program SNAP-2DX [8]. Strain-hardening and viscous damping values of 2 % were used for all members.

Fig. 8 shows the base shear versus roof displacement plot for the frames obtained from the static pushover

analysis. As can be seen, the yield drift and the design base shear of the frame are very close to the values

assumed in the design stage as shown in Table 1. Fig. 9 shows the envelopes of maximum story drifts of

the three frames due to four selected ground motions. It can be noticed that the story drifts are generally

within the target design limit of 2%, as expected.

The locations of inelastic activity and the rotational ductility demands at plastic hinges are shown in Fig.

10. As expected, the plastic hinge in the frames formed only in the beams and at the column bases without

developing any undesirable mechanism, such as a soft story mechanism. It was observed that the plastic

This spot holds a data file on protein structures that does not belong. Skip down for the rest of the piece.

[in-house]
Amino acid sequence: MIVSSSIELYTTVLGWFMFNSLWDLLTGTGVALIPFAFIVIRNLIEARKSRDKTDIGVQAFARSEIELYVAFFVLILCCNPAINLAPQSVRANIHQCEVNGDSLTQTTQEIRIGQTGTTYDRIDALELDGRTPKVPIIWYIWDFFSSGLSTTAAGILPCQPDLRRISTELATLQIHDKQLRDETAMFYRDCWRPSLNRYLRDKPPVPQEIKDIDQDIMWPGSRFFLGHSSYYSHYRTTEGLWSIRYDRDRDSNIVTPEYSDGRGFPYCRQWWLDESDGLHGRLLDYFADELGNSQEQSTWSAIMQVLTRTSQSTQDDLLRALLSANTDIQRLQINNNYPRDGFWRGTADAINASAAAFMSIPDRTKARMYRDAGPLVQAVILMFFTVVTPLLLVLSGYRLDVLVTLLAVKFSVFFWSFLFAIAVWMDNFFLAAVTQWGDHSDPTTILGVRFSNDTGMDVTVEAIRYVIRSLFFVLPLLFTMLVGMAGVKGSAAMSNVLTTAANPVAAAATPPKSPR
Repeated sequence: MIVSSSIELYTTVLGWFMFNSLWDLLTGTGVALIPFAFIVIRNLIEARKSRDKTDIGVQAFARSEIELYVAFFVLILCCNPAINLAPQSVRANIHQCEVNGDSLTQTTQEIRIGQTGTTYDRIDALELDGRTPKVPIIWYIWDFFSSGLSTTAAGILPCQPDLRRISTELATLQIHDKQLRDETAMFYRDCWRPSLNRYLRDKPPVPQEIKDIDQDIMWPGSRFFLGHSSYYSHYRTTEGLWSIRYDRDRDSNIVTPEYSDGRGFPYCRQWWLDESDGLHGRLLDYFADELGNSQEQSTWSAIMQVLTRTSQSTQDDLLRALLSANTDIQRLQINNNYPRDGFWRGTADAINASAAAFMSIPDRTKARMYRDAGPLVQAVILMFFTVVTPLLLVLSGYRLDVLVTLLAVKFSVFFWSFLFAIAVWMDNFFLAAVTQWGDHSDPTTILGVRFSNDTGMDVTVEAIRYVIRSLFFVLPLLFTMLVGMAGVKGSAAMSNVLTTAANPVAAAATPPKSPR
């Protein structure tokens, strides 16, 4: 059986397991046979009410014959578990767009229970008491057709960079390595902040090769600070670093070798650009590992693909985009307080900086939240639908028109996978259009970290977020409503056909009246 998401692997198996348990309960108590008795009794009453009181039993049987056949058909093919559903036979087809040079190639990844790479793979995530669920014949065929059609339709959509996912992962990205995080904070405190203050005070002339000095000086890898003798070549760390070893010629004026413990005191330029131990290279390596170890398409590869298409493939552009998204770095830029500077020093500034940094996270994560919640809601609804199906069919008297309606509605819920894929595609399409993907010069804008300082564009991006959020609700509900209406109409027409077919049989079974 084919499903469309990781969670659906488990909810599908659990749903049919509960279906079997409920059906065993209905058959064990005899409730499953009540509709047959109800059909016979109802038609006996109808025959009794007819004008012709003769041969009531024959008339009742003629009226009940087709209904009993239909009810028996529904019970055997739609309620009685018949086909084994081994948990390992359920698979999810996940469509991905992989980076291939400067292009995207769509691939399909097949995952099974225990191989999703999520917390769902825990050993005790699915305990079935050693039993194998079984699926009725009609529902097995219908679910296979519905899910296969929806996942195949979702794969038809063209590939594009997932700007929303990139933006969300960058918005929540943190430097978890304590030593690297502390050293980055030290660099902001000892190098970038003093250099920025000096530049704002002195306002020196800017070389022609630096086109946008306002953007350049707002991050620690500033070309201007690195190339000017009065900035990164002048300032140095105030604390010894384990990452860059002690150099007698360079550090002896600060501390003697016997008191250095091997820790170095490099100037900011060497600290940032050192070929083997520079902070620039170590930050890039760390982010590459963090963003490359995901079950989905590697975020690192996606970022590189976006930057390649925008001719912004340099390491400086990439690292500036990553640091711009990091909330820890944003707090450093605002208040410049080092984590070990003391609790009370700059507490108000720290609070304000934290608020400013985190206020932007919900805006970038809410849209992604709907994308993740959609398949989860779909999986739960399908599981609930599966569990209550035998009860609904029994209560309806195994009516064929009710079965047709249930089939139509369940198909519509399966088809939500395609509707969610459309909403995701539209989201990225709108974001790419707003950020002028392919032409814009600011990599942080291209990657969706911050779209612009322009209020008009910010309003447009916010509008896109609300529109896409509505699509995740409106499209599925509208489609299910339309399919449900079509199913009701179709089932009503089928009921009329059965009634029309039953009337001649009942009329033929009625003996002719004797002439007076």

hinges at the column bases formed later than those in the beams in most cases, and the rotational ductility

demands at the column bases are much smaller than those in the beams. This suggests that the chances of

premature failure at the column base can be significantly reduced by designing the structure according to

the proposed methodology.

Table 1. Design Parameters (2% Target Drift Limit) of the Three Structures.

Assumed

Yield Drift

0.01

0.01

0.0075

V/W

0.01

0.01

0.0125

0.820

0.750

0.609

2.775

1.505

1.272

0.325

0.179

0.083

W30x90

W30x90

W30x108

W30x108

W30x108

W30x108

W30x116

W30x116

W30x116

W14x370

W30x90

W14x370

W30x90

W14x370

W14x211

3 stories @ 13'-0"

1.100

0.635

0.431

W30x116

W14x211

Ce

Period

(sec.)

0.546

1.285

2.299

W14x257

W14x426

W14x665

W40x149

W40x149

W14x455

W14x665

W40x149

W14x500

W40x149

W14x665

W40x149

W14x665

W40x149

W40x149

W14x342

W14x550

W14x550

W14x665

W40x149

W36x135

W40x149

W40x149

W14x665

W40x149

W14x426

W14x426

W14x426

W14x665

W40x149

W14x665

W14x500